Following the launch of its Keeping Cats Safe at Home initiative, RSPCA NSW shared some tricks on how to ensure your feline friend stays happy and healthy.
If you’re on the fence about having your cat inside, or you want to make the transition but don’t know where to start, the below tips are for you.
1. Timing is everything
Transitioning to staying at home will take time, so remember to take it slow and be patient. Allowing your cat plenty of time to get used to a new routine can help minimise frustration and increase your chance of success. It can help to start by keeping your cat inside at night and gradually increasing the time they spend at home during the day. Taking advantage of times when your cat will naturally prefer to be inside can also make the transition easier, such as moving house, feeding time or when it’s cold outside.
2. Microchip your cat
Whether your cat already lives inside or you’re beginning the transition process, it is vital to register and microchip them, should they escape or become lost. Cats can often go unclaimed from shelters and pounds, as there is no way to contact their owner if they have no form of identification.
3. Responsible outdoor time
Being an indoor cat does not mean that your furry friend can’t ever go outside again. Outdoor time can be provided using cat enclosures or cat-proof fencing so that they can get some fresh air and soak up some sun, all while being safe from danger and disease. Some cats can even be trained to explore outside on a harness.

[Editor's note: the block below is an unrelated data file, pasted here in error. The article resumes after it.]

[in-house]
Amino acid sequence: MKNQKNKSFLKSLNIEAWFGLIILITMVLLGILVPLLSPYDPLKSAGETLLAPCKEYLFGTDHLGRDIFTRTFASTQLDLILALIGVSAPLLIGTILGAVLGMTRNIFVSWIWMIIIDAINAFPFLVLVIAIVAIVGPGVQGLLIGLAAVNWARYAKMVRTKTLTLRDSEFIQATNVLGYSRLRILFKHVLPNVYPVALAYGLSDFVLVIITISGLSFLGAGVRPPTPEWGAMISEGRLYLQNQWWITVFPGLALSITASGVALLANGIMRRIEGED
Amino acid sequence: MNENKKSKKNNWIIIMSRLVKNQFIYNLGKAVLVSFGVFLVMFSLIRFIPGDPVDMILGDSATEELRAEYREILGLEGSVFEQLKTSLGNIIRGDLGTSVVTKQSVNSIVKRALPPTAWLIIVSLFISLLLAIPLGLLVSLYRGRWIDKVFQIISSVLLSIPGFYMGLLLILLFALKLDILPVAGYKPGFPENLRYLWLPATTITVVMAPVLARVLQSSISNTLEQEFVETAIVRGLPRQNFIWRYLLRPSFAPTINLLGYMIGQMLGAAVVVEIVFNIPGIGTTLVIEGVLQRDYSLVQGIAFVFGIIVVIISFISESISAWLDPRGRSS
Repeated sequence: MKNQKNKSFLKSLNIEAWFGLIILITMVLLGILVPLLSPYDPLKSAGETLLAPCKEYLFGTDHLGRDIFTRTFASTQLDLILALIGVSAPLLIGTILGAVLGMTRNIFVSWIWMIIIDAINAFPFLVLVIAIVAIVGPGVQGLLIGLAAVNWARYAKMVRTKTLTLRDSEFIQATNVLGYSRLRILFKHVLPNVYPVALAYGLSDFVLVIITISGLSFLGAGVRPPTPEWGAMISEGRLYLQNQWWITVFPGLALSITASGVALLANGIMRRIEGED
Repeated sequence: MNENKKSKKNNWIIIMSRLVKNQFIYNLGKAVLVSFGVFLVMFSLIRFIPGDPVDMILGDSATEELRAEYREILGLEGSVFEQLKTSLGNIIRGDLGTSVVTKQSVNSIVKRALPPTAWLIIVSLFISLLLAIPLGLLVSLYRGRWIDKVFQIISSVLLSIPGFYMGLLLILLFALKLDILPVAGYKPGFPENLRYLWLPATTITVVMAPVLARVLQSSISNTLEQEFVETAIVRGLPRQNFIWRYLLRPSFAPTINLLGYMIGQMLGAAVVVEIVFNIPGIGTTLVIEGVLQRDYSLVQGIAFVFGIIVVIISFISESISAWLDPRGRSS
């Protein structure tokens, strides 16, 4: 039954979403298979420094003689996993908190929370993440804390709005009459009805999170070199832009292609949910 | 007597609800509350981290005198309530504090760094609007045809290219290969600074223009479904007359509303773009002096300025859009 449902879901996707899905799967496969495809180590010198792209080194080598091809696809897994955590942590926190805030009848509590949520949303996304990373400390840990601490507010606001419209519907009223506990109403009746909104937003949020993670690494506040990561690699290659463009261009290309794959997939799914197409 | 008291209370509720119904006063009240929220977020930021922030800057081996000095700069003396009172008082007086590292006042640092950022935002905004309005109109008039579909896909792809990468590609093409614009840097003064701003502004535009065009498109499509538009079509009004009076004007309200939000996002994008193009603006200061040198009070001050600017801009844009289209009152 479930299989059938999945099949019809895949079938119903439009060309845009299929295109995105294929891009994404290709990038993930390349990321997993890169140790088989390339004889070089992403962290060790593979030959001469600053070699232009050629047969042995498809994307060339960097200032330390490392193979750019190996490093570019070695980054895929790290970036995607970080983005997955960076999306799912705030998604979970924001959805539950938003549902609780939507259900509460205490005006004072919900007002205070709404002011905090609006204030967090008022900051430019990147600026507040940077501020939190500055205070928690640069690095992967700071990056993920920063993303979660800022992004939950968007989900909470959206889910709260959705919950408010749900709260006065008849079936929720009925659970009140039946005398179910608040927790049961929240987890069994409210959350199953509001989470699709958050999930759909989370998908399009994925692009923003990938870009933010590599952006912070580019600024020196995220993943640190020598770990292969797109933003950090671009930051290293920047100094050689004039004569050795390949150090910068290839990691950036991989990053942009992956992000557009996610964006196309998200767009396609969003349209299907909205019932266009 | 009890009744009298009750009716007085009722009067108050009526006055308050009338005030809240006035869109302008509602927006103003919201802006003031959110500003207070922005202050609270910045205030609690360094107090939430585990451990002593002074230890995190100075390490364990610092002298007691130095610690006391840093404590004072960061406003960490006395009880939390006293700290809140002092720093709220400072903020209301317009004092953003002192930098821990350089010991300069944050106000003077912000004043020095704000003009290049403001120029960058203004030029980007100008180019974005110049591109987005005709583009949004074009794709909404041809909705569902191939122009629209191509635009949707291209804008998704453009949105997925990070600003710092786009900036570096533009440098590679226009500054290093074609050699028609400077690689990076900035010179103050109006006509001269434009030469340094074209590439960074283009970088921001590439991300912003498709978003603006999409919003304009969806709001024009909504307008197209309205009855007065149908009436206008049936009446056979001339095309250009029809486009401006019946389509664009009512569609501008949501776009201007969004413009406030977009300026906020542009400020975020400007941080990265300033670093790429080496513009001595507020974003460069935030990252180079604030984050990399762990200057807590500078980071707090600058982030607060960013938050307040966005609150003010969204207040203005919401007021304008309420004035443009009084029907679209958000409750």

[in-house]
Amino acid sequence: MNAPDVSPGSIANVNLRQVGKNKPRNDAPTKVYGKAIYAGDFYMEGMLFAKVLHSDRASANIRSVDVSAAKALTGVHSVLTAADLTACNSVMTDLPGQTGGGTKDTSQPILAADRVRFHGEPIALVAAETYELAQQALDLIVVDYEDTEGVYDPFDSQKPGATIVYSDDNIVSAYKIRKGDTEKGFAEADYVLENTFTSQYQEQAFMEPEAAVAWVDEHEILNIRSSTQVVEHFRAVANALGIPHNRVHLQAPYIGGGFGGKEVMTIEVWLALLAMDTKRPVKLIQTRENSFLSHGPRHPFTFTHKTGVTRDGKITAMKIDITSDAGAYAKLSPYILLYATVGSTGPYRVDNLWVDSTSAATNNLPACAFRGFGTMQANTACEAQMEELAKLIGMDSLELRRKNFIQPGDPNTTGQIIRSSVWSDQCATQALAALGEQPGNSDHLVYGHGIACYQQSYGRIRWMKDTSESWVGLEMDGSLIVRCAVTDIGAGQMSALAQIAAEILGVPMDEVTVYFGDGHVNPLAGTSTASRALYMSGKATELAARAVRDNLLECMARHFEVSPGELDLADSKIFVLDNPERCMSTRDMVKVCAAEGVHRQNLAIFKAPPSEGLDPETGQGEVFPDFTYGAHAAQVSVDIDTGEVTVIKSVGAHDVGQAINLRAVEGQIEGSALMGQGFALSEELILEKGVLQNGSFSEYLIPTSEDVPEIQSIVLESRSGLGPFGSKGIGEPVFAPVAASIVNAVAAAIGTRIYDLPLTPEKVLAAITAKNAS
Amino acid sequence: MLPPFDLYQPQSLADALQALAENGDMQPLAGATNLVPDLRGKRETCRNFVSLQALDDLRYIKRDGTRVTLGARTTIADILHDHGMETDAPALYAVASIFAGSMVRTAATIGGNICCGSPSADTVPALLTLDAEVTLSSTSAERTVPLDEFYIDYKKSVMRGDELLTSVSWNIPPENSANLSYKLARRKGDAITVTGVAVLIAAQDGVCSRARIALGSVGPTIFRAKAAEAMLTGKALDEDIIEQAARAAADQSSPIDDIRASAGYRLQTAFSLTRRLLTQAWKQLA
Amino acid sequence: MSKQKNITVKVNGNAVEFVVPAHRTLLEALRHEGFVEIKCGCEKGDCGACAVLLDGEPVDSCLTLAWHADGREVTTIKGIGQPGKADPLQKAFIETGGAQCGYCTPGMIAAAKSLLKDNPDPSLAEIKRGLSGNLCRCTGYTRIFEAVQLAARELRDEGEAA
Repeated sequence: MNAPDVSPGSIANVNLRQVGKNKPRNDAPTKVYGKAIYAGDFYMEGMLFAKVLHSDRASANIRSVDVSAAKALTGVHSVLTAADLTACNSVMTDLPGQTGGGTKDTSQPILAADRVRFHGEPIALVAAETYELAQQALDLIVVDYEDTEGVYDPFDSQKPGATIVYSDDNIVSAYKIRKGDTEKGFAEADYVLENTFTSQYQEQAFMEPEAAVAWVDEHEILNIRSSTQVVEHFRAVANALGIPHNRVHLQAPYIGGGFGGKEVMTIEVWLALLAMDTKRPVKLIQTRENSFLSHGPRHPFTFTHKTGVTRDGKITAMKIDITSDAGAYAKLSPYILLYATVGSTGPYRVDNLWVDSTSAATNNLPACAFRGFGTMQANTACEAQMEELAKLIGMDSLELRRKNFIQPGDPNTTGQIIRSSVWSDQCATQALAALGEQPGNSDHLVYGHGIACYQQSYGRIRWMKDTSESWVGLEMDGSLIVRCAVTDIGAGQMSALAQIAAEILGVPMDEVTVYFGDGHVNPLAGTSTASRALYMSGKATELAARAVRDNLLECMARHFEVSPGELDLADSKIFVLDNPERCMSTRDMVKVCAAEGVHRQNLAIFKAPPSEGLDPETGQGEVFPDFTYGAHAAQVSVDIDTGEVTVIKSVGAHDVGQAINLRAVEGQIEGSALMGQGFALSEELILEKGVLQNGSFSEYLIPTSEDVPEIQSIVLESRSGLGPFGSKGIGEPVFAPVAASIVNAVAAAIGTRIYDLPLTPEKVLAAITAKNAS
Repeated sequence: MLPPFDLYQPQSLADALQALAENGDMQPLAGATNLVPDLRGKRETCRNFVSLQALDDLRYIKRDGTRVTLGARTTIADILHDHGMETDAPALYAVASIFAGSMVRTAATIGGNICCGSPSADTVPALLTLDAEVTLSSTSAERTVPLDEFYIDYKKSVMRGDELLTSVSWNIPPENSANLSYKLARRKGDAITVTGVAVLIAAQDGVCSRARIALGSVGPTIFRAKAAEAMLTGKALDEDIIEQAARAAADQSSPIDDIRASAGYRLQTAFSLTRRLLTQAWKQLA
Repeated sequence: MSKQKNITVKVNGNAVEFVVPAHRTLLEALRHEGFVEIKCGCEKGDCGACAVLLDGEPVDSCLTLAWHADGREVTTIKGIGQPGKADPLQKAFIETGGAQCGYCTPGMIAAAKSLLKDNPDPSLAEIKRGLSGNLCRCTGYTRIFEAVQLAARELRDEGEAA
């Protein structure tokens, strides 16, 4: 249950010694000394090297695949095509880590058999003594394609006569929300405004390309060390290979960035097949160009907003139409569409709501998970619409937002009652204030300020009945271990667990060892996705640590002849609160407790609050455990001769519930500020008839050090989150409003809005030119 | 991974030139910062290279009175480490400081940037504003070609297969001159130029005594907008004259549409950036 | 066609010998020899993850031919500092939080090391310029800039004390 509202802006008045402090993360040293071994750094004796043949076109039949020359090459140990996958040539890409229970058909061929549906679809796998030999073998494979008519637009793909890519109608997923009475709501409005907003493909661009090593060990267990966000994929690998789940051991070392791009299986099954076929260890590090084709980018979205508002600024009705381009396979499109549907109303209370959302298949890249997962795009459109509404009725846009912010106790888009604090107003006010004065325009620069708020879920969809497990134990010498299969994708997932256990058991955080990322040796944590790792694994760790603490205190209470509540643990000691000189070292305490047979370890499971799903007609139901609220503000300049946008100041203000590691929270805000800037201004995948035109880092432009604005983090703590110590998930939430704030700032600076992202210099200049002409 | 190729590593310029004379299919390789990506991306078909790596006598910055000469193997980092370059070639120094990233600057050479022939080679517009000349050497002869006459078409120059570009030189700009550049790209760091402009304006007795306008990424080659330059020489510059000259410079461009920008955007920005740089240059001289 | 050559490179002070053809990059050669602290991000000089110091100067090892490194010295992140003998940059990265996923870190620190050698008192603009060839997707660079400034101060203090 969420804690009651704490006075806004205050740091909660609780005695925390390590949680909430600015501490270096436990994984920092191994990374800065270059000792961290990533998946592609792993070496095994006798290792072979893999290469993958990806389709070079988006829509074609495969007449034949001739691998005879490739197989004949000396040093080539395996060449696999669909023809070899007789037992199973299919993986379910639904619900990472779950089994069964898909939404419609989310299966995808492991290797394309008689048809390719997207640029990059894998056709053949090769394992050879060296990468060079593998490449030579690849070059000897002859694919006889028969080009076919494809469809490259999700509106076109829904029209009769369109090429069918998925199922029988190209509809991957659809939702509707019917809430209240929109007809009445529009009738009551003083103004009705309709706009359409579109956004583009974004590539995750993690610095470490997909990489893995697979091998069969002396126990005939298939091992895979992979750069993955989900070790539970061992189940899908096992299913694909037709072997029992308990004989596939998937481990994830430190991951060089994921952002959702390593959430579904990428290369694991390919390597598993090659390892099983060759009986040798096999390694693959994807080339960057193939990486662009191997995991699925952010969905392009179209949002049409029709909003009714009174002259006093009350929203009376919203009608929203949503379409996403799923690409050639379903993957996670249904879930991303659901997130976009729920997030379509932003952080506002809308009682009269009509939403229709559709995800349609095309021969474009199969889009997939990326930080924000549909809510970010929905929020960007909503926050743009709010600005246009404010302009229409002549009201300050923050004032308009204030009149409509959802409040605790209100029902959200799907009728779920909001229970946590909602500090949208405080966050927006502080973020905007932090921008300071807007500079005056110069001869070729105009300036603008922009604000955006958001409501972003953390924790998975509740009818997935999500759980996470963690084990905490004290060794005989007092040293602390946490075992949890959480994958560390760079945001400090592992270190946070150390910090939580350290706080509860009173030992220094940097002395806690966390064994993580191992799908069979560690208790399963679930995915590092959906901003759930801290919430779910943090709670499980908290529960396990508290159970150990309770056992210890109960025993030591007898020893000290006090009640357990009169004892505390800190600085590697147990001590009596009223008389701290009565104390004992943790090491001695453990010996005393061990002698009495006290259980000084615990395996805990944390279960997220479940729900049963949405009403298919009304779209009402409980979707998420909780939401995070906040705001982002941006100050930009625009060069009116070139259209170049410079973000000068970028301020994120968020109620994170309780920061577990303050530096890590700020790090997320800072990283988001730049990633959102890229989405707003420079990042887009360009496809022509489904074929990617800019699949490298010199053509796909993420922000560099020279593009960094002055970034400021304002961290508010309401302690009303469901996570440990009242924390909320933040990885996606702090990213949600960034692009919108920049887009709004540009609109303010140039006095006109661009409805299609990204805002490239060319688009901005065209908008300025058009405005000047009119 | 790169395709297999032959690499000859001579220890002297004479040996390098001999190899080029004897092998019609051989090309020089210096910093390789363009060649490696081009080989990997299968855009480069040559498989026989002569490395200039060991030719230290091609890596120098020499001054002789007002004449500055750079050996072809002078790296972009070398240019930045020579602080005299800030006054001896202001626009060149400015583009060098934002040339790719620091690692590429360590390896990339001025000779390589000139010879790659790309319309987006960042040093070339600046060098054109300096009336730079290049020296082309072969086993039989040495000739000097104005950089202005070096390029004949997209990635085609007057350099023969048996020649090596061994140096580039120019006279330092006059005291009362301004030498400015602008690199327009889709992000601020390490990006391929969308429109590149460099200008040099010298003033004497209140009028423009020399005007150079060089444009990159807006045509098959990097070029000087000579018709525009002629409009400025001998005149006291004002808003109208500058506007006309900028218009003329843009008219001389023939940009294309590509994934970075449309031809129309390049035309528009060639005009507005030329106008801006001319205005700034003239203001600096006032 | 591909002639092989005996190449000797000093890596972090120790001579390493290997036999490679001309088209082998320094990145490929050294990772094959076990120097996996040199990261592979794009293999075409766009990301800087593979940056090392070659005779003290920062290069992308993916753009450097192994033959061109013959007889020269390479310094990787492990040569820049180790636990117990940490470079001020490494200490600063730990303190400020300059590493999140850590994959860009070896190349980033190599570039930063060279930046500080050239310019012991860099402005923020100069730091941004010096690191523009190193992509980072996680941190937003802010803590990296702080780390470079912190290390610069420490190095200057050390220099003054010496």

4. Cats need to scratch
If you don’t provide your cat with scratching surfaces, they will find their own (most likely your furniture). Some cats prefer horizontal scratching surfaces, others vertical, and some like both.
5. Provide environments to hide and explore
Cats are middle-order predators, which means they can be both predator and prey. This explains a lot of their behaviour – they need to hunt, but they also need to feel safe and are always prepared to run, hide, get up high and fight to defend themselves if required.
6. Provide opportunities for predatory play
Cats evolved to hunt and eat small prey throughout the day, so eating one or two large meals out of a bowl can be unsatisfying. You can provide an enriching hunting experience by hiding or scattering food, using puzzle feeder toys, and feeding small amounts throughout the day.
7. Keep cuddle times short and gentle
Cat skin is much more sensitive than ours, so pats can be overwhelming at times. Felines prefer gentle interactions and it’s important to build your cat’s trust by allowing them to initiate and control physical contact.
8. Ensure your cat is desexed
As the temperature rises, feline intake at RSPCA NSW increases by eight times, and up to 500 kittens can come through our doors each week. In just two years, a pair of undesexed cats can lead to 20,000 kittens. Desexing is vitally important to prevent unwanted pregnancies and keeps your beloved feline friend healthy.